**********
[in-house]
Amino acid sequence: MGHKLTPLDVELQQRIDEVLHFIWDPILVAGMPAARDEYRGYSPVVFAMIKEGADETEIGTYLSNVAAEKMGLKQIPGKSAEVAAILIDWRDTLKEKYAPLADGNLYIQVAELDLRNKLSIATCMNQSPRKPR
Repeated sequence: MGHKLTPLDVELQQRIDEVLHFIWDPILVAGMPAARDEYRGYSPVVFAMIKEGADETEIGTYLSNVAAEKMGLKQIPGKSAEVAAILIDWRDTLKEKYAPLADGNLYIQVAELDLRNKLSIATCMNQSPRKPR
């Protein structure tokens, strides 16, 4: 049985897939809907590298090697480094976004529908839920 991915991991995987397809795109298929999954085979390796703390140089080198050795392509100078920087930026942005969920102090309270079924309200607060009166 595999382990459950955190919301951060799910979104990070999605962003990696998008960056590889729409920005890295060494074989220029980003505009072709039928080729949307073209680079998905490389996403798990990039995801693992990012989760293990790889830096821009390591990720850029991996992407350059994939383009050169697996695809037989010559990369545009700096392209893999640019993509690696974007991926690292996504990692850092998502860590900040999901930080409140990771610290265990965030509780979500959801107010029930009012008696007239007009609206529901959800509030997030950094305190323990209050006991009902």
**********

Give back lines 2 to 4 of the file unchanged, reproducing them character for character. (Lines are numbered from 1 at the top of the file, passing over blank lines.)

Amino acid sequence: MGHKLTPLDVELQQRIDEVLHFIWDPILVAGMPAARDEYRGYSPVVFAMIKEGADETEIGTYLSNVAAEKMGLKQIPGKSAEVAAILIDWRDTLKEKYAPLADGNLYIQVAELDLRNKLSIATCMNQSPRKPR
Repeated sequence: MGHKLTPLDVELQQRIDEVLHFIWDPILVAGMPAARDEYRGYSPVVFAMIKEGADETEIGTYLSNVAAEKMGLKQIPGKSAEVAAILIDWRDTLKEKYAPLADGNLYIQVAELDLRNKLSIATCMNQSPRKPR
């Protein structure tokens, strides 16, 4: 049985897939809907590298090697480094976004529908839920 991915991991995987397809795109298929999954085979390796703390140089080198050795392509100078920087930026942005969920102090309270079924309200607060009166 595999382990459950955190919301951060799910979104990070999605962003990696998008960056590889729409920005890295060494074989220029980003505009072709039928080729949307073209680079998905490389996403798990990039995801693992990012989760293990790889830096821009390591990720850029991996992407350059994939383009050169697996695809037989010559990369545009700096392209893999640019993509690696974007991926690292996504990692850092998502860590900040999901930080409140990771610290265990965030509780979500959801107010029930009012008696007239007009609206529901959800509030997030950094305190323990209050006991009902």